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following passage it seems scarcely possible to mistake the Shak'spearian manner.
-I held it ever,
Virtue and cunning * were endowments greater
(Together with my practice) made familiar
And I can speak of the disturbances
That nature works, and of her cures; that give me
Or tie my treasure up in silken bags.
Titus Andronicus is properly rejected from the number of Shakspeare's plays. Not that the first essay of a great genius must necessarily be free from defects and extravagances; but it has nothing to identify it with the manner of Shakspeare. The versification itself, though smooth and sweet, is sufficient to discredit it; the rhythm is more equally rounded, and the lines are less broken into varied pauses: but the whole play is feeble and barbarous; it has nothing of the "divinæ particulam auræ." If Shakspeare had drawn Aaron the Moor, some traces would have appeared of that knowledge of mixed character, and that art which, by some counteracting quality, prevents villany from sinking into contempt, or raising disgust and unmitigated horror; such art as strikes us with the inexplicable force of a spell in Richard and Iago. But Aaron is a mere fiend, a villain for the simple love of villany, without the excuse of a purpose even to himself; and he accordingly digs up corpses out of their graves, and sets them upright at their friends' door, for the sake of frolic. Shakspeare could never have given existence to such a moon-calf of tragedy as this.
Dr. Drake is greatly scandalized at the tradition of Shakspeare's holding gentlemen's horses at the door of the playhouse; and will have it that he commenced with wearing the sock and buskin. If Shakspeare did not hold horses at the playhouse door, we are sorry for it: he loses just so much of the merit of genius "springing as broke from bonds." But his biographer is moreover determined that he shall be not merely an actor, but a good actor. We are very indifferent about the matter. Had
* In the sense of knowledge.-Rev.
Shakspeare been an actor such as Betterton or Henderson, we doubt whether Dr. Drake would have had occasion to write his biography. Abstractedly, we should very much doubt this sort of stage alliance between the historic and dramatic powers; they are totally distinct. The flexibility of imitation, fancy, and feeling; the nervous susceptibility, and gesticulative sympathy, by which passion or humour are personified with expression adapted to their various changes; the mimetic power which not only transfers the signs of passion into the gesture, and countenance, and voice, but by a strong sympathetic self-illusion borrows in degree the real emotion of the passion itself, belong totally to a different frame of faculties from the imitation of inventive thought. The more eminent the actor, the less likely is he to succeed in originating those characters in thought, which he imitates in action. Of Otway the player we know nothing and we care nothing; but his Pierre and his Belvidera still walk the scene. The actor Shakspeare has been long forgotten; but Dr. Drake wishes to "call him, and let us see him." He will "come like a shadow, and so depart.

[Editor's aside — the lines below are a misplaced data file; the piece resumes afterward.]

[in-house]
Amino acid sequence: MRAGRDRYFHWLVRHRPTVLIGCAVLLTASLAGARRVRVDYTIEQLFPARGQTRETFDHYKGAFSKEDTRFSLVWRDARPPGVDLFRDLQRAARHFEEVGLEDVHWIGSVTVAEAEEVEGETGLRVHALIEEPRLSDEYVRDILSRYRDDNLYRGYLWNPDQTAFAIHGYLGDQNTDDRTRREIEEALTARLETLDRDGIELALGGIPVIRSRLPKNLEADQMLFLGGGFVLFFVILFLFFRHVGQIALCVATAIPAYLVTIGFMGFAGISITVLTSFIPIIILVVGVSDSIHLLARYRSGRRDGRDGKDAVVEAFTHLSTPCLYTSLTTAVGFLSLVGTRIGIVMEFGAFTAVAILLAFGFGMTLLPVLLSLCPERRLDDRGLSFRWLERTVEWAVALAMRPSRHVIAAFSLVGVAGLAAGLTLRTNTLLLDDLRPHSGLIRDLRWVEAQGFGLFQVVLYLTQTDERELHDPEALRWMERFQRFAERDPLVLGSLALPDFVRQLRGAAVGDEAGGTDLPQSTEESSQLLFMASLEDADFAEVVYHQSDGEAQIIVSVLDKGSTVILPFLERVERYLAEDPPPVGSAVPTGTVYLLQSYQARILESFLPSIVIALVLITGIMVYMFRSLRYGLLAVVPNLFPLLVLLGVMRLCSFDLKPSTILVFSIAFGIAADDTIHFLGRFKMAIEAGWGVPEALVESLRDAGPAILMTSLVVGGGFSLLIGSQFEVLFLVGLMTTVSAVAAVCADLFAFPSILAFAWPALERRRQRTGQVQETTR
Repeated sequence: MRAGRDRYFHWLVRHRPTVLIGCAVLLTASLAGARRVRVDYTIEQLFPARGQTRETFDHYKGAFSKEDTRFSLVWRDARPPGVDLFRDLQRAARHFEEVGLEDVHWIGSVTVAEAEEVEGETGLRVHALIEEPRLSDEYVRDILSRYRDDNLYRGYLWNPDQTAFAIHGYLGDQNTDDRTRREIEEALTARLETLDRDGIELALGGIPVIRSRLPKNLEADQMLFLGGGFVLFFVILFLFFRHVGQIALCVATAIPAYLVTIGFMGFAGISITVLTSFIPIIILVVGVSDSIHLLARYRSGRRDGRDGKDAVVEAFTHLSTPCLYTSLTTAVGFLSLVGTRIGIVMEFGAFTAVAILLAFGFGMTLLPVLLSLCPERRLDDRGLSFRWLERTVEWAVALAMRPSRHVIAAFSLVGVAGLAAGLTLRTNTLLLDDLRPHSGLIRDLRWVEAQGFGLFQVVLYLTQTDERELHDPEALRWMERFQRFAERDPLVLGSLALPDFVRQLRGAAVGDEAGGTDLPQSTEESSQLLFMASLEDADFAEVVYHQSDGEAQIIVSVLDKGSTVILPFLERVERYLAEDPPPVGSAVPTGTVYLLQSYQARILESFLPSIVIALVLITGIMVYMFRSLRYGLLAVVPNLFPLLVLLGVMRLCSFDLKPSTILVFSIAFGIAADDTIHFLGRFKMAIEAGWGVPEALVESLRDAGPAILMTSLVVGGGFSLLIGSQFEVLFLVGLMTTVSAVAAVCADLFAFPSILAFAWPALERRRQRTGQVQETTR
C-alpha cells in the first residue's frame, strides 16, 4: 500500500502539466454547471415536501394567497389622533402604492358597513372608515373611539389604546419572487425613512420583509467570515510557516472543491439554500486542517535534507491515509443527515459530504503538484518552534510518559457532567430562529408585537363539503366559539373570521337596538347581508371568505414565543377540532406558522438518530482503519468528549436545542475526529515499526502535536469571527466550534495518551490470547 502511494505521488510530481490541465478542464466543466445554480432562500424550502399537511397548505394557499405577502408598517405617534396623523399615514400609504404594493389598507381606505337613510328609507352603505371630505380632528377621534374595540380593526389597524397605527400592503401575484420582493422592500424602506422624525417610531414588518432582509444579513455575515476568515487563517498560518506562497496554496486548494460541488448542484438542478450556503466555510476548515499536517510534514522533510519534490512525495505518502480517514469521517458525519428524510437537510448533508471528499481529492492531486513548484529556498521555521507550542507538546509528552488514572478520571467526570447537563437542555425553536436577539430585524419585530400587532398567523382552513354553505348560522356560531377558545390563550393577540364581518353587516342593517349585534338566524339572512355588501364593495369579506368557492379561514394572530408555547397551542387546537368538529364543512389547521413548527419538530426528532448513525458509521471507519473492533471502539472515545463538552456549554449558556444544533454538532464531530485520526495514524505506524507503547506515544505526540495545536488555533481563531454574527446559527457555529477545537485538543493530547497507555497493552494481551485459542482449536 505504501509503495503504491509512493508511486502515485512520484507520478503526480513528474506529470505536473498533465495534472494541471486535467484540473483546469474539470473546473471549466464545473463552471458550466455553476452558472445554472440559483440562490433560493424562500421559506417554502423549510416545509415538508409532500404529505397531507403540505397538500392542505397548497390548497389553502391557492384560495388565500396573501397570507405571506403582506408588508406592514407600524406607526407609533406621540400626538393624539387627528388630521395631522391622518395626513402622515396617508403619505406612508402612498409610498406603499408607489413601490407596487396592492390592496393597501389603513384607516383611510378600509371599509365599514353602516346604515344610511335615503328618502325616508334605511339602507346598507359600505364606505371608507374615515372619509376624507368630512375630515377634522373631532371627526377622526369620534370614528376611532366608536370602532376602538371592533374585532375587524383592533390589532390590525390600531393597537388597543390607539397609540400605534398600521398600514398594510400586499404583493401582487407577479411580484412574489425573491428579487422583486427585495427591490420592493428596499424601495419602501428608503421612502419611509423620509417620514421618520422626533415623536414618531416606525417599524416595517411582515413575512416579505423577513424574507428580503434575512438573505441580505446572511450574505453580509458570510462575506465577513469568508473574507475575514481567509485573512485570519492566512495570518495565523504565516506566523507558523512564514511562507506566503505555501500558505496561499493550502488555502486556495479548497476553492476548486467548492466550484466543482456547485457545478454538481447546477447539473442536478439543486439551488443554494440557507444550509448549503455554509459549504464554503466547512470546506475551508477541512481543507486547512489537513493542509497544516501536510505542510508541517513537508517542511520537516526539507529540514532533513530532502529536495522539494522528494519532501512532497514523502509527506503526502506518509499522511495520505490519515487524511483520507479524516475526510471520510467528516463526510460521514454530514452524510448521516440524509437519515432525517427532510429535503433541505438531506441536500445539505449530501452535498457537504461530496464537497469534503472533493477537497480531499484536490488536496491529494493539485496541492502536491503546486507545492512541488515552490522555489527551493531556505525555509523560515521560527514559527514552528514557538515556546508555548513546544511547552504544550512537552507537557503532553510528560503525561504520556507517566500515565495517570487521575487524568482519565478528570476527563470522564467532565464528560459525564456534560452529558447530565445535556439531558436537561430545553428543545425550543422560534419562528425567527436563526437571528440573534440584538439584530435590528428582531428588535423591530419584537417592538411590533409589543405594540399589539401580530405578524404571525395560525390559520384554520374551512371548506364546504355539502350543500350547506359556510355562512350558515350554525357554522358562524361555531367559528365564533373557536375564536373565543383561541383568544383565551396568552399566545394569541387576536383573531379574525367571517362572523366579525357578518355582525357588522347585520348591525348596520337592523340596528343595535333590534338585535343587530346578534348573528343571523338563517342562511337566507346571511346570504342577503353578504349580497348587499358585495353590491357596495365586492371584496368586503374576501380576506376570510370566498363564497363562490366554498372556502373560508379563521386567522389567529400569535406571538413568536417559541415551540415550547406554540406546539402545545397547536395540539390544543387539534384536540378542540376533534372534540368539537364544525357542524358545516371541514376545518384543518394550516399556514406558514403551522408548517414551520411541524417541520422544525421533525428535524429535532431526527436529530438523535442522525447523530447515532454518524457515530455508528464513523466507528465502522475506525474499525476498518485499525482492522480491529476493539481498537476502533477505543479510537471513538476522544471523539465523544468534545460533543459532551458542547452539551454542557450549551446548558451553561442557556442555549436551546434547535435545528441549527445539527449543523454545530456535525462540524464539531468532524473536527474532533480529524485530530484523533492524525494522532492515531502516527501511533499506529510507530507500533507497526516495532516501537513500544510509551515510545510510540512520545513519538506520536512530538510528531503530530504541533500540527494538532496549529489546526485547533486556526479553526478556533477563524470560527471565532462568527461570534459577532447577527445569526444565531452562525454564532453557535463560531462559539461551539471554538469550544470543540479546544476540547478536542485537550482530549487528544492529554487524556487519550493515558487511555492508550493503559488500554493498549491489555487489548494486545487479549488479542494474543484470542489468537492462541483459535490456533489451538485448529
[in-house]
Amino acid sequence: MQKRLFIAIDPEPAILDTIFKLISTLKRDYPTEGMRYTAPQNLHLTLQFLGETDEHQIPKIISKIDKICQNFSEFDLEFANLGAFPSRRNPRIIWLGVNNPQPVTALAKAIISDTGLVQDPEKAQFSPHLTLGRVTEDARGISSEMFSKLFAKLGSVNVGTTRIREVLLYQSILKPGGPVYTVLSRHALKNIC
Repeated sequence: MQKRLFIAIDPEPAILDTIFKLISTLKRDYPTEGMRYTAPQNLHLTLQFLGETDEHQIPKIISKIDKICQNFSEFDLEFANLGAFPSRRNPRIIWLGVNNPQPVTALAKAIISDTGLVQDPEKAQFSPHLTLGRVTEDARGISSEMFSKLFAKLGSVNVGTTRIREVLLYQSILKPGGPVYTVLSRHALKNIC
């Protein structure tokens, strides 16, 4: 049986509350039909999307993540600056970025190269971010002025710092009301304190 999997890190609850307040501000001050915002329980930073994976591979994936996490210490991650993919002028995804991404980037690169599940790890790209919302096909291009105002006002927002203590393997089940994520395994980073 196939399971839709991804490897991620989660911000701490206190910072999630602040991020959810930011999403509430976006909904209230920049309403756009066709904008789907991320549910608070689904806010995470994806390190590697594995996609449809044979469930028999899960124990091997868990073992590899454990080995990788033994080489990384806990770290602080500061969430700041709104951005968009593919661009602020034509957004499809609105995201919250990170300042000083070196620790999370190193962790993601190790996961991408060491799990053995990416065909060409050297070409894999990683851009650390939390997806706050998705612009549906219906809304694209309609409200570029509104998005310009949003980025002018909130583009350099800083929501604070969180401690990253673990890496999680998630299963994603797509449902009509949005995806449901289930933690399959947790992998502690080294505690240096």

That "the information which we have on this subject is unfortunately very scanty," carries with it the strongest presumptive evidence that Shakspeare was the maker-the Tons-only; and that the actor sank beneath him. But-" we have happily a testimony in the researches of Mr. Malone;" and this testimony, we shall find, is mere moonshine. A posthumous work of Robert Greene, under the title of "Greene's Groats-worth of Wit bought with a Million of Repentance," was published by Chettle; in this work harsh mention was made of Marlowe and Shakspeare: the latter was then, says Dr. Drake, " rising into fame:" that is, we presume, as a dramatic poet. The reader will, then, take along with him that this harshness must have been used towards Marlowe and Shakspeare as dramatic writers: and Dr. Drake himself says, "both these poets (not actors) were justly offended." Chettle published an apology in a pamphlet, entitled "Kind Heart's Dream:" in which he says, "I have all the time of my conversing in printing, hindered the bitter inveighing against schollers it hath been very well known. With neither of them that take offence was I acquainted; and with one of them (Marlowe) I care not if I never be. The other (Shakspeare) whom at that time I did not so much spare, as since I wish I had; for, that as I have moderated the hate of living writers, and might have used my own discretion (especially in such a case, the author being dead), that I did not, I am as sorry as if the original fault had been my fault; because myself have seen his demeanour no less civil than he is excellent in the qualitie he professes. Besides, divers of worship have reported his upright
ness of dealing, which argues his honesty and his facetious grace in writing, which approves his art." That is, as we understand Dr. Drake to interpret it, he is very sorry that he spoke ill of Shakspeare as a dramatic writer, because he must confess that Shakspeare was not only a civil gentleman, but a capital actor: and that men of repute had spoken of his fine skill as a writer (which Greene had called in question by accusing him of vamping up others' plays), and that this skill as a writer evinced what an admirable player he was; which neither Greene nor any one else had called in question at all.
Why "the qualitie which he professes," as Dr. Drake would have us believe, should peculiarly denote the profession of a player, we are really quite at a loss to understand; it might, we presume, denote any other profession equally well. The profession in question was that of a writer for the stage: and if Chettle meant to say, that Shakspeare was excellent in that of a player, he said what was nothing to the purpose.
Dr. Drake brings up the rear of his hypothesis with internal evidence. We have Hamlet's instructions to the players :-as if because a man is a good critic on acting, he must need be himself a good actor. Then we have his "conceptions of the powers necessary to form the accomplished tragedian."
"Gloster. Come, cousin, canst thou quake and change thy colour, Murther thy breath in middle of a word, &c."